SS R.G. Stewart
The R.G. Stewart was a commercial Packet steamer. On June 4, 1899, it caught fire and sank in Lake Superior, off the coast of Michigan Island in Chequamegon Bay. The site of the wreck was added to the National Register of Historic Places in 1991.
The R.G. Stewart with several passengers
|Owner:||Cornelius "Con" Flynn|
|Operator:||Captain Cornelius "Con" Flynn|
|Port of registry:||
|Laid down:||June 4, 1899|
|Fate:||Shipwrecked near Michigan Island|
|Status:||Added to the National Register of Historic Places in 1991|
|Tonnage:||197 gross tonnage|
|Length:||100 feet (30 m) long, 23 feet (7 m) wide|
|Notes:||Built in Buffalo, New York, in 1878|
The R.G. Stewart was built in Buffalo, New York, in 1878. It was originally used as a ferry on the Niagara River. The ship was brought to Duluth, Minnesota in 1882 and purchased by Captain Cornelius "Con" Flynn in 1894. Flynn used the ship to carry passengers and cargo to various ports along the south shore of Lake Superior, and had a very profitable business for several years.
On Saturday, June 3, 1899, Flynn left Hancock, Michigan with three passengers and his crew. The cargo included some live cattle. After stopping in Ontonagon, Michigan, The R.G. Stewart was destined for its home port of Duluth. A heavy fog soon developed, making visibility very poor. At 11:00 pm, running blind, the ship suddenly crashed aground on Michigan Island. All efforts to free the ship failed, and the crew decided to wait until morning to deal with the problem.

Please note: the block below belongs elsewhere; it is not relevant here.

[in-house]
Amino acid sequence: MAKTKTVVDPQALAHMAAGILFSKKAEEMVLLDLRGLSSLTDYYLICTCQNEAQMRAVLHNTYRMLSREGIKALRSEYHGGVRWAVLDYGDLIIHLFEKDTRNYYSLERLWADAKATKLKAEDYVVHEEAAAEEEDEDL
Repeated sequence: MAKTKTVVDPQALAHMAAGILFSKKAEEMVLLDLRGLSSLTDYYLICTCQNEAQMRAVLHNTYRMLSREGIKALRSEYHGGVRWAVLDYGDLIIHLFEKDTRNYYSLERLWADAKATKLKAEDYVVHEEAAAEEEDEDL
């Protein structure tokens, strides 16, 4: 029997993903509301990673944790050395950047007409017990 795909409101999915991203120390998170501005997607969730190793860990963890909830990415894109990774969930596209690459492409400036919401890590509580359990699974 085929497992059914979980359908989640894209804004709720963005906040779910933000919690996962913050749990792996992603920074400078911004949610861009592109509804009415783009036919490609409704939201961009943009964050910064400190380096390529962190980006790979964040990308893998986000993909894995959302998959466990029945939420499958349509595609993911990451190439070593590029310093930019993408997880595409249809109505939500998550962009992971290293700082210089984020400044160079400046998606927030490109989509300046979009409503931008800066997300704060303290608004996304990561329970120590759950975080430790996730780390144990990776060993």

The next morning, the crew watched for other passing boats who could have helped, but no boats were sighted, and Captain Flynn decided to deal with the problem himself. The engines were started, and he pushed them feverishly in hopes of backing the boat off its standing point. Unfortunately, this caused the boilers to overheat, and the ship was set on fire. With the whole ship severely ablaze, the cattle were pushed overboard to save them. The cattle successfully swam to shore.
Several of the crew and passengers used the lifeboat, while some swam to shore. All survived, except for a crew member named George McKenna, who drowned. The eleven survivors were found by the keeper of the Michigan Island Light, who offered them food and shelter for the night. The following morning he took them to the mainland in his boat.
- "National Register of Historic Places, Ashland County". Retrieved 23 July 2013.
- Keller, James M. The Unholy Apostles. pp. 59–62. ISBN 0-933577-001.